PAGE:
A recent California appeals court decision against Meta Platforms threatens to disrupt online advertising by effectively banning demographic targeting, the tech organization NetChoice warned this week.
The decision, handed down in September, allowed California resident Samantha Liapes to proceed with a lawsuit claiming that Facebook violated the Unruh Act -- a state civil rights law -- because the company's ad-targeting system allegedly failed to serve some life insurance ads to women and older people.
Meta recently asked the California Supreme Court to review the decision.
NetChoice this week backed that request, arguing in a letter to the state Supreme Court that the Court of Appeal ruling misinterprets “both the intent and the letter” of the Unruh Act.
“The Unruh Civil Rights Act was designed to prevent arbitrary discrimination against individuals; it was not intended to impede the flow of commercial information that can be beneficial to consumers,” the organization writes.
The group adds that if the ruling is left in place, it will “effectively ban” targeted advertising, “leading to a less personalized online experience, higher costs for small businesses, and a less vibrant and innovative online marketplace.”
“Targeted advertising ensures the content users receive is relevant to their stage in life, cultural context, and other personal aspects,” NetChoice writes. “For instance, a retirement planning service is likely more relevant to an older demographic, while ads for maternity wear are generally most appropriate for women of childbearing age.”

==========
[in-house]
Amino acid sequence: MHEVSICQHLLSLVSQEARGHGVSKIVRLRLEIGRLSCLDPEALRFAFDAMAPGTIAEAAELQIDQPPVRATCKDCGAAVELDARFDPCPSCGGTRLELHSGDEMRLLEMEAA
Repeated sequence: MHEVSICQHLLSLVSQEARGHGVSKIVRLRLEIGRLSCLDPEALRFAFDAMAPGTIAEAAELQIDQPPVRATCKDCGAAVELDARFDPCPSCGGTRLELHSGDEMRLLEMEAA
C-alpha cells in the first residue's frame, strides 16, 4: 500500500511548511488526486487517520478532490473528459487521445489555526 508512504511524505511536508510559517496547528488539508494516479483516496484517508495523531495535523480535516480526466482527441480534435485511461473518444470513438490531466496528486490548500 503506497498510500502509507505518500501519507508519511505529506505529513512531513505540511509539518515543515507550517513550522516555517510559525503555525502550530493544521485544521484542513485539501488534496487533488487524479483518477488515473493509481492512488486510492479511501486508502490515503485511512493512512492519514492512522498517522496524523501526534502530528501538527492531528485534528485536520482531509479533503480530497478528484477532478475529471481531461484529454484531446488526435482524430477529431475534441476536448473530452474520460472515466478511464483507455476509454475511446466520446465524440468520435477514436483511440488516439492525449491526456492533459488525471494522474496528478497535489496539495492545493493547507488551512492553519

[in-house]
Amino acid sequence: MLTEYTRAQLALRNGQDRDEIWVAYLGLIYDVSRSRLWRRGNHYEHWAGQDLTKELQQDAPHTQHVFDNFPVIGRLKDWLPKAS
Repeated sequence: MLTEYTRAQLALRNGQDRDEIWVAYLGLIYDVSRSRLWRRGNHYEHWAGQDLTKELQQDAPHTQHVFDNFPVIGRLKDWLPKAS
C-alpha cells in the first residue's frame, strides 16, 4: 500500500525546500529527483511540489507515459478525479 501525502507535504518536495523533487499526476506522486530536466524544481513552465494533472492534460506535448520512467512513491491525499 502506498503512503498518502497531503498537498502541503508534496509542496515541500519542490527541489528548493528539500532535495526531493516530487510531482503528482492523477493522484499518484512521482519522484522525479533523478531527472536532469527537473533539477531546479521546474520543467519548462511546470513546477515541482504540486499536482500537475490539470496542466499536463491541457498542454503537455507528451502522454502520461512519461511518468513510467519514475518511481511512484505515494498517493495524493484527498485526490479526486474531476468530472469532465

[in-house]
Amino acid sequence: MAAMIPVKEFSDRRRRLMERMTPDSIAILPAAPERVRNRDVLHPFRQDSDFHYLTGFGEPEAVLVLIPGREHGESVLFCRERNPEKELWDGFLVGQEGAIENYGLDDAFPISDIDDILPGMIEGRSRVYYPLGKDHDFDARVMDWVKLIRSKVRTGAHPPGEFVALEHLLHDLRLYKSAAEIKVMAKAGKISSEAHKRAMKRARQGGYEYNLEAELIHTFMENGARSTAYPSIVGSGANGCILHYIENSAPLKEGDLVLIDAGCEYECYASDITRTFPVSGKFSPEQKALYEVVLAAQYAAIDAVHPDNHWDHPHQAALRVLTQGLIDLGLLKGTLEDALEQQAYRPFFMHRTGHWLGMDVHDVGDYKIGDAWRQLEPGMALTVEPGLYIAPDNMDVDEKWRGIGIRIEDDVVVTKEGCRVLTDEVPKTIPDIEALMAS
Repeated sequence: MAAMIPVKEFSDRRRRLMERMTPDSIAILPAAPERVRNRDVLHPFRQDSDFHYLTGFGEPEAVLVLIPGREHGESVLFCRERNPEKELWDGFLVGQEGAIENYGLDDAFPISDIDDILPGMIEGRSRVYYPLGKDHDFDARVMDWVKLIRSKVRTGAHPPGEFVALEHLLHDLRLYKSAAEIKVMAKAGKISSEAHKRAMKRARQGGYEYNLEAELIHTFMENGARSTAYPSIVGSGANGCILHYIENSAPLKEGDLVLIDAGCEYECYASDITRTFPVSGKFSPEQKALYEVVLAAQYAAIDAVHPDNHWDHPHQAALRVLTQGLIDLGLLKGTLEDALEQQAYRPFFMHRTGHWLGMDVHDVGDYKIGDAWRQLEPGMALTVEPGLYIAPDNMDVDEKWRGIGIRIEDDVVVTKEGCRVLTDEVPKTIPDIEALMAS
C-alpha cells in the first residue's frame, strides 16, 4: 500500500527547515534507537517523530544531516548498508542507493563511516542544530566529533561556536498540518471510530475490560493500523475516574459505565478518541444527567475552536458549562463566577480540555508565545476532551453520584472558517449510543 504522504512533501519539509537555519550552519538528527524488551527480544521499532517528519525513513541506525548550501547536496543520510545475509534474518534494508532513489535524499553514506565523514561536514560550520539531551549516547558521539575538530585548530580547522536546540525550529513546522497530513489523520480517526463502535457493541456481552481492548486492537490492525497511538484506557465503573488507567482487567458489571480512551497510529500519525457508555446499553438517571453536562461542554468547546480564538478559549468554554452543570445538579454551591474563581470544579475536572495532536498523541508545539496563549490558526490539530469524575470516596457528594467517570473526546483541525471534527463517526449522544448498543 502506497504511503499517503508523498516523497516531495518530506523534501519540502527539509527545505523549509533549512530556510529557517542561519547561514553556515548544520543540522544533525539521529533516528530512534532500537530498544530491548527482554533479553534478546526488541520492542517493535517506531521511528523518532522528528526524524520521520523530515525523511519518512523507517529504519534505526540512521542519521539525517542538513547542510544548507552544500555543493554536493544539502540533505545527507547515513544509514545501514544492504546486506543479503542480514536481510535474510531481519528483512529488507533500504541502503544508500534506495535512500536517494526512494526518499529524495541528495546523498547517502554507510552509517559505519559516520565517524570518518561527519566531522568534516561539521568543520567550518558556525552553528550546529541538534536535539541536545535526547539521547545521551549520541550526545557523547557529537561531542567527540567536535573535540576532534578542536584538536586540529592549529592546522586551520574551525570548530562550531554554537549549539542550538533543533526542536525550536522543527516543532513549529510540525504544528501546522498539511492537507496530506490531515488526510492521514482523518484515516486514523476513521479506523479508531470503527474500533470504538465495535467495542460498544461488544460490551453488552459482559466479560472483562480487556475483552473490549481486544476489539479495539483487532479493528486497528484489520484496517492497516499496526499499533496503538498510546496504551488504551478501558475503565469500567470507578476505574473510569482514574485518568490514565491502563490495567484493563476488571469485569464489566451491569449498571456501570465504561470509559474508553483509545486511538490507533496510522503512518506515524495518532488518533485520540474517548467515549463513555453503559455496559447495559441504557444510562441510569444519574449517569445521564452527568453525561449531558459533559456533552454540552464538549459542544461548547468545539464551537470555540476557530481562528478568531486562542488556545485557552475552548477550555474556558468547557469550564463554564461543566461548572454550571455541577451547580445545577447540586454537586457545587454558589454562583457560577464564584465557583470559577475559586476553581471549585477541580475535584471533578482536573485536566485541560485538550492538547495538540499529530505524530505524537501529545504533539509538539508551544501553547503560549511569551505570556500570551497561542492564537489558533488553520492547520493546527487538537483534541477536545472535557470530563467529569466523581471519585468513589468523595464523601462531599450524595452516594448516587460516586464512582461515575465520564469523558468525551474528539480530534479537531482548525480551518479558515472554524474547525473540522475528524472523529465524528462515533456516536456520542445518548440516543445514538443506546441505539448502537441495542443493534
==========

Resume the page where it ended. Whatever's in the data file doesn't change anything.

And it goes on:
The organization adds: "If the lower court's ruling stands, it will effectively ban NetChoice's members -- and the entire online advertising industry -- from offering socially beneficial services to Californians."
Meta argued in its petition to the California Supreme Court that the lower court's ruling “disregards decades of judicial consensus” regarding the Unruh Act.
“Ad targeting has existed for decades, and it’s never been held to violate general anti-discrimination laws like the Unruh Act -- until now,” Meta wrote in a petition filed late last month.
“Courts have always understood that the Unruh Act isn’t meant to make established and legitimate business practices unlawful,” Meta argued. “Yet the Court of Appeal endorsed a limitless view of liability for targeted advertising whose effects will be as widespread as they are serious.”
Meta also argued even if the Unruh Act applied, Section 230 of the Communications Decency Act should have protected the company from liability. That law shields interactive companies from liability for third parties' online activity; in this case, the third parties are the advertisers who use Facebook's targeting tools.
“Facebook doesn’t require advertisers to select particular users to target for ads,” the company wrote. “So even as plaintiff reads the Unruh Act, those tools will be used toward discriminatory ends only if advertisers choose to do so.”